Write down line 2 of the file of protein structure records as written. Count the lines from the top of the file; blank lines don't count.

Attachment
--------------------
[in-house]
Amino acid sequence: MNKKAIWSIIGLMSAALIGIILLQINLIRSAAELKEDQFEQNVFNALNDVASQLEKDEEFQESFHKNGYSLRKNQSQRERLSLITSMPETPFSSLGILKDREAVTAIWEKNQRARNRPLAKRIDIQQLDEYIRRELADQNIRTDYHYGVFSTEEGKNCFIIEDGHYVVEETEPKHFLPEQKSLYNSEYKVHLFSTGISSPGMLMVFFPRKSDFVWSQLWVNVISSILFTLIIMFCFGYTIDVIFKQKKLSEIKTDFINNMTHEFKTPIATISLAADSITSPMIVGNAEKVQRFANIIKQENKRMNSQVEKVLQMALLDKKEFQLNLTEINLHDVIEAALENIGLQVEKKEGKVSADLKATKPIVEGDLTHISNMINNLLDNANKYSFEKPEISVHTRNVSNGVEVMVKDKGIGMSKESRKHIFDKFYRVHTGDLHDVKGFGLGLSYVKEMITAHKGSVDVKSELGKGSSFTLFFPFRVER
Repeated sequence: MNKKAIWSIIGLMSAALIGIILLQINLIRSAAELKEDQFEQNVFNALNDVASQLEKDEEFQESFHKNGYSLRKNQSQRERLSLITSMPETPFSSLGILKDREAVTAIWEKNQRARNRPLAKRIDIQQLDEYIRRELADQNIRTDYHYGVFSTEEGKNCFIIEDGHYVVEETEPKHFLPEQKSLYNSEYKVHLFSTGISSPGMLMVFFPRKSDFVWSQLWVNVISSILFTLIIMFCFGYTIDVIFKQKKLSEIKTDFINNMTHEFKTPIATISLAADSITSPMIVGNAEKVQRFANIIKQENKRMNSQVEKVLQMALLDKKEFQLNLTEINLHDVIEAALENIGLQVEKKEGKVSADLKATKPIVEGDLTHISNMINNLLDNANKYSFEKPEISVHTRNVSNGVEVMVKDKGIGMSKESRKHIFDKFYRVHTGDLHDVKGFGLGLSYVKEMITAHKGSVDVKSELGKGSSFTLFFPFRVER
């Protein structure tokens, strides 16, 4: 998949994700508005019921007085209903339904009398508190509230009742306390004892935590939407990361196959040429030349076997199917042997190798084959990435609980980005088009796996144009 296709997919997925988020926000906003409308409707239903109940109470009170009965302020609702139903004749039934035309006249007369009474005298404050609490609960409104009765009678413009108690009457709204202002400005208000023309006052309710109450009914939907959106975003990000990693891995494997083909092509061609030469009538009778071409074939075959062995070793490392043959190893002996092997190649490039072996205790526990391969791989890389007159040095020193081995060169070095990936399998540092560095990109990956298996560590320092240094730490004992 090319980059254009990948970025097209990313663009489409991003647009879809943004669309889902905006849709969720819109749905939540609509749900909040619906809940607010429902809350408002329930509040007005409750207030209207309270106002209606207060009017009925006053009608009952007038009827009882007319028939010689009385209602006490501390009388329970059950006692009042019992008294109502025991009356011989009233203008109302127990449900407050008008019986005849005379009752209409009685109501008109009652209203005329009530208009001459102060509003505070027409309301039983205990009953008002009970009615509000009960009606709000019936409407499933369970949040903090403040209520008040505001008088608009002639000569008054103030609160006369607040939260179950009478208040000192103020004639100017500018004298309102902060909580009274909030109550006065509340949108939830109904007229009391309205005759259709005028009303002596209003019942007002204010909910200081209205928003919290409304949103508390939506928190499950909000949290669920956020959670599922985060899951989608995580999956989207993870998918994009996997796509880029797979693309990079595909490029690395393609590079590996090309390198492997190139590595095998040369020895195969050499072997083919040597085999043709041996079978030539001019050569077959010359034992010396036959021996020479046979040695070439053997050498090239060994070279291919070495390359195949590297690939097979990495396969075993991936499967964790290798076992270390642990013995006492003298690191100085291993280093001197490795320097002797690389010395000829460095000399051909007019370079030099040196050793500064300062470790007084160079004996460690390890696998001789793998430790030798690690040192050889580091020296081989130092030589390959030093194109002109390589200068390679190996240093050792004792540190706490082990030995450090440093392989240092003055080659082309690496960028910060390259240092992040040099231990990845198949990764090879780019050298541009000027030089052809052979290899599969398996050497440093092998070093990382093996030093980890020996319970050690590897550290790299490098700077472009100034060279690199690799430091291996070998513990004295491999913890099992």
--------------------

Amino acid sequence: MNKKAIWSIIGLMSAALIGIILLQINLIRSAAELKEDQFEQNVFNALNDVASQLEKDEEFQESFHKNGYSLRKNQSQRERLSLITSMPETPFSSLGILKDREAVTAIWEKNQRARNRPLAKRIDIQQLDEYIRRELADQNIRTDYHYGVFSTEEGKNCFIIEDGHYVVEETEPKHFLPEQKSLYNSEYKVHLFSTGISSPGMLMVFFPRKSDFVWSQLWVNVISSILFTLIIMFCFGYTIDVIFKQKKLSEIKTDFINNMTHEFKTPIATISLAADSITSPMIVGNAEKVQRFANIIKQENKRMNSQVEKVLQMALLDKKEFQLNLTEINLHDVIEAALENIGLQVEKKEGKVSADLKATKPIVEGDLTHISNMINNLLDNANKYSFEKPEISVHTRNVSNGVEVMVKDKGIGMSKESRKHIFDKFYRVHTGDLHDVKGFGLGLSYVKEMITAHKGSVDVKSELGKGSSFTLFFPFRVER